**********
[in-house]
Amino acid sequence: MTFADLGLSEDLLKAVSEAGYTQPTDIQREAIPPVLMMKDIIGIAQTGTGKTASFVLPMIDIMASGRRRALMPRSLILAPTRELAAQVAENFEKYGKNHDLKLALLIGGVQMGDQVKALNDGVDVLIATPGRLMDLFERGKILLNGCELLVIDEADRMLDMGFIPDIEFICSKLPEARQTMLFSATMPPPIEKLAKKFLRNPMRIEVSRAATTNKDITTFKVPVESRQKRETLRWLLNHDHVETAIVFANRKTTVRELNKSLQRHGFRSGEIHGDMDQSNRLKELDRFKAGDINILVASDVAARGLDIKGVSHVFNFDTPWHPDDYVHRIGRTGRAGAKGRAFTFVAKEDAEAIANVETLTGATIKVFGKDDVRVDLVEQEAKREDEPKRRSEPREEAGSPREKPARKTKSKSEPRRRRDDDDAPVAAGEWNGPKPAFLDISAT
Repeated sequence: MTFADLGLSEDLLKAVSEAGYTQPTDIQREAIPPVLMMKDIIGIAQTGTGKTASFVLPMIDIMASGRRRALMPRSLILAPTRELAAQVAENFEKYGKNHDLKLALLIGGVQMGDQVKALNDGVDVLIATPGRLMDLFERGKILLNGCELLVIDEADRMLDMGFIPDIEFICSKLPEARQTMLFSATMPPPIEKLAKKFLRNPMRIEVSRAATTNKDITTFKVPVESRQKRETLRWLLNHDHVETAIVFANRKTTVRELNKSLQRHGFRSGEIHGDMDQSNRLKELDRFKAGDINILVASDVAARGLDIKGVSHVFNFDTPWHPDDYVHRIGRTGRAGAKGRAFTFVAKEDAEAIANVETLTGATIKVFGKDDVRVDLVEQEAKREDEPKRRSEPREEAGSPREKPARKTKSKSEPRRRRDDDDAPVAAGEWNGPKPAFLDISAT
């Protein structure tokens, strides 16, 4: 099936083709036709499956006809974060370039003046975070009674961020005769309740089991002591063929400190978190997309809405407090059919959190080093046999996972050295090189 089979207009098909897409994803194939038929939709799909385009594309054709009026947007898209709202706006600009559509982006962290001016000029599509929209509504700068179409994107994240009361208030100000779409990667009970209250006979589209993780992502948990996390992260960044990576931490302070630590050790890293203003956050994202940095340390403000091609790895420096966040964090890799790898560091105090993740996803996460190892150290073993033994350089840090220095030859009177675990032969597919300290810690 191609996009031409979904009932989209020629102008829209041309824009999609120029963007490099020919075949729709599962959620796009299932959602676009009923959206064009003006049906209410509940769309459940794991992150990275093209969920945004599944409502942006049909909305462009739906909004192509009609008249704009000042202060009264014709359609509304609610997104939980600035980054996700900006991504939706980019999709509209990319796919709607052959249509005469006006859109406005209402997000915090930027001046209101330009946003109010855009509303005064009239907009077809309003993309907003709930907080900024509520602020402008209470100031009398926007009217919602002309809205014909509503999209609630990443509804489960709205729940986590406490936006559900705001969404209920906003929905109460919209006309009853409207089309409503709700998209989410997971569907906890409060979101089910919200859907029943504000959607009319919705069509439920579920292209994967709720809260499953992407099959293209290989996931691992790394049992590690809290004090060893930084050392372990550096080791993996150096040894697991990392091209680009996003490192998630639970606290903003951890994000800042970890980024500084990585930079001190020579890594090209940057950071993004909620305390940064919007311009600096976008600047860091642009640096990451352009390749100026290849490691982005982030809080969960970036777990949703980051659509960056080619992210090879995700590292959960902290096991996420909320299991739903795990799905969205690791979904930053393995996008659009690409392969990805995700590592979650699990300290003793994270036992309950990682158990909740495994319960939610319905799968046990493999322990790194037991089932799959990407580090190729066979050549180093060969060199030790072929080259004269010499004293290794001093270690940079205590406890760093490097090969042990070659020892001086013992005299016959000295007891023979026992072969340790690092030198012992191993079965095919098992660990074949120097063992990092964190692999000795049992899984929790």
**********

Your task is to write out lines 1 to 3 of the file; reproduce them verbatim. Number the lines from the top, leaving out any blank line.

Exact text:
[in-house]
Amino acid sequence: MTFADLGLSEDLLKAVSEAGYTQPTDIQREAIPPVLMMKDIIGIAQTGTGKTASFVLPMIDIMASGRRRALMPRSLILAPTRELAAQVAENFEKYGKNHDLKLALLIGGVQMGDQVKALNDGVDVLIATPGRLMDLFERGKILLNGCELLVIDEADRMLDMGFIPDIEFICSKLPEARQTMLFSATMPPPIEKLAKKFLRNPMRIEVSRAATTNKDITTFKVPVESRQKRETLRWLLNHDHVETAIVFANRKTTVRELNKSLQRHGFRSGEIHGDMDQSNRLKELDRFKAGDINILVASDVAARGLDIKGVSHVFNFDTPWHPDDYVHRIGRTGRAGAKGRAFTFVAKEDAEAIANVETLTGATIKVFGKDDVRVDLVEQEAKREDEPKRRSEPREEAGSPREKPARKTKSKSEPRRRRDDDDAPVAAGEWNGPKPAFLDISAT
Repeated sequence: MTFADLGLSEDLLKAVSEAGYTQPTDIQREAIPPVLMMKDIIGIAQTGTGKTASFVLPMIDIMASGRRRALMPRSLILAPTRELAAQVAENFEKYGKNHDLKLALLIGGVQMGDQVKALNDGVDVLIATPGRLMDLFERGKILLNGCELLVIDEADRMLDMGFIPDIEFICSKLPEARQTMLFSATMPPPIEKLAKKFLRNPMRIEVSRAATTNKDITTFKVPVESRQKRETLRWLLNHDHVETAIVFANRKTTVRELNKSLQRHGFRSGEIHGDMDQSNRLKELDRFKAGDINILVASDVAARGLDIKGVSHVFNFDTPWHPDDYVHRIGRTGRAGAKGRAFTFVAKEDAEAIANVETLTGATIKVFGKDDVRVDLVEQEAKREDEPKRRSEPREEAGSPREKPARKTKSKSEPRRRRDDDDAPVAAGEWNGPKPAFLDISAT